Currently the United States is exporting an unprecedented amount of food to China. China has purchasing power and is using it to increase trade between the two countries with respect to food. One of the big food items China is buying from the United States is American soybeans. The reason that China is buying up so much of the American soybean crop is that the Chinese want the soybeans to increase livestock yields as they shift their cultural food ways more toward Western eating paradigms that include a lot of milk, eggs, and meat. Interestingly, nutritionists and the medical community in the United States bemoan the American diet high in milk, eggs, and meat as being responsible for many diseases. However, there is a perception in China that this diet is nutritious. In an interview with The Washington Post, Zheng Fengtian, an Agriculture and Rural Development Professor in Bejing, explained that the reason for increased trade between the United States and China in soybeans is because in China “people’s living standard has improved and they need more nutritious food,” the ability to import soybeans “satisfies people’s needs for meat, eggs and milk”( Richburg 2012). The United States is also sending large quantities of wine and beer, snack foods, dairy products, and pork to China. According to Scott Sindelar of the United States Agriculture Department at the US Embassy in Beijing, the reason that the Chinese are importing American junk food culture and all it entails is because middle-class consumers in China want it: “It’s the growing population of middle-income consumers who are changing their food preferences” (Richburg 2012). American snack foods made of tree nuts are a favorite of Chinese noshers. This has caused the demand for, and the prices of, “almonds, pistachios and, more recently, pecans” to skyrocket (Richburg 2012). Along with alcohol and snack foods from the United States, China is consuming large quantities of American fast food. Kentucky Fried Chicken is the biggest fast food chain in mainland China and Pizza Hut is the biggest casual dining chain there (Liu 2008). The United States is importing apple juice from China in large quantities. Apple juice trade with China constituted two-thirds of the apple juice consumed in the United States in 2012. Besides the juice, the United States also imported “$105 million worth of sausage casings, $800 million of shellfish and $1.8 billion of fish” from China (Gara 2013). Frozen Tilapia fish fillets were the number one import from China to the United States in 2013. More than one-third of the total fish fillets consumed in the United States are from China. According to historian Andrew Coe in his book Chop Suey: A Cultural History of Chinese Food in the United States American passengers on Empress of China ship in 1784 raved about the Chinese food served to them (Coe 2009). During the 1800s, Americans loved the Chinese food introduced to the western United States. Chinese food ways arrived in the United States with the men from Southern China who came to mine and work on the railroads. It was well-regarded by Americans from the beginning. It was consumed across all strata of United States society from miners to the elite. Chinese food was popular because it was exotic and offered a welcome relief from the bland diet consumed by many in the United States. After World War II, pre-made Chinese cuisine that could be bought in grocery stores was welcomed by the middle class in America. Americans have clamored for the aroma, color, and variety of spicy ingredients found in Chinese cuisine. Food from China is generally assumed to be one of the most pervasive instances of cultural exchange between the two countries (Lovegren 1995). Chinese who moved to the eastern United States during the 19th century introduced their cuisine to New York and chop suey became a New York standard. According to Coe, Jewish New Yorkers adored chow mein and egg rolls. In the 1970s, Chinese cuisine received another boost from then United States President Richard Nixon who admired much of the food he was introduced to in Beijing. Today there are an estimated 40,000 restaurants in the United States that served Chinese cuisine. Chinese cuisine is in fact the most popular foreign food in the United States (Coe 2009). There are several reasons why China is importing so much more food from the United States than they have historically. One reason is a series of health scares revolving around tainted food produced in China. Because of the infant formula scare and other Chinese food disasters many people in China choose to buy American food imports rather than risk eating contaminated food manufactured domestically. Another reason for the increase in food imports is strictly mathematical; China has a massive population and a dearth of arable land. A report produced for the United States Congress by Congressional Research Service calculates that in 2012 the United States traded approximately $30 billion of agricultural foodstuffs to China, and that China traded approximately $10 billion of agricultural foodstuffs to the United States. Currently, the United States is China’s number one trade partner mostly due to China purchasing large quantities of corn, soybeans, and snack foods (Morrison 2014).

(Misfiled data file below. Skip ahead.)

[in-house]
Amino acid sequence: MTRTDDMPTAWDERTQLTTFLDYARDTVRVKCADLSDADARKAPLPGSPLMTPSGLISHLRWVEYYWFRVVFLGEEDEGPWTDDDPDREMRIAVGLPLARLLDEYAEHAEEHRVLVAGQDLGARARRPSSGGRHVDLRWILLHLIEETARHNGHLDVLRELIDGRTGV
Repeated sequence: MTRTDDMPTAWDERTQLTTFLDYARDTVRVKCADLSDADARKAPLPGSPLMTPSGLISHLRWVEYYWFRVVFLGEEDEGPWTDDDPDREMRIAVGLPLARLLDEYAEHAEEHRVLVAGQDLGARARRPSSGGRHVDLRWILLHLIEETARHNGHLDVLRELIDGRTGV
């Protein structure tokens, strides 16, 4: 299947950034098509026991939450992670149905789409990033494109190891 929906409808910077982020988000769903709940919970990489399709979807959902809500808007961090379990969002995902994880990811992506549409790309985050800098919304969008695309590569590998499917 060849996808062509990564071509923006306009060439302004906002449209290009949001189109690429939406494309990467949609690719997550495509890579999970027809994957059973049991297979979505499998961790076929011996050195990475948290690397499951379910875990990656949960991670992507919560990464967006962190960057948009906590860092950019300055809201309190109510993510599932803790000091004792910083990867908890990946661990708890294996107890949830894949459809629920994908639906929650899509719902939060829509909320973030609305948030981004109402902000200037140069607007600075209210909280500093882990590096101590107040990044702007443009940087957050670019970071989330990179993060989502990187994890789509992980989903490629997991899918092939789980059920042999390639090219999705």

Coe, Andrew. Chop Suey: A Cultural History of Chinese Food in the United States. New York: Oxford University Press, 2009. Print.Keith B. Richburg. “United States exports to China boom, despite trade tensions.” The Washington Post, March 11, 2012. Internet Resource. <http://www.washingtonpost.com/world/asia_pacific/us-exports-to-china-boom-despite-trade-tensions/2012/03/01/gIQAB2Rs5R_story.html>Liu, Warren K. KFC in China: Secret Recipe for Success. Singapore: John Wiley & Sons Asia, 2008. Print.Lovegren, Sylvia. Fashionable Food: Seven Decades of Food Fads. New York, NY: Macmillan, 1995. Print.Morrison, Wayne M. China-United States Trade Issues. Washington, D.C.: Congressional Research Service, Library of Congress, 2014. Print.Tom Gara. “Chinese Food on United States Plates, From Shellfish to Sausage Casings”. The Wall Street Journal, May 30, 2013. Internet Resource. <http://blogs.wsj.com/corporate-intelligence/2013/05/30/u-s-china-food-trade-soybeans-for-sausage-casings>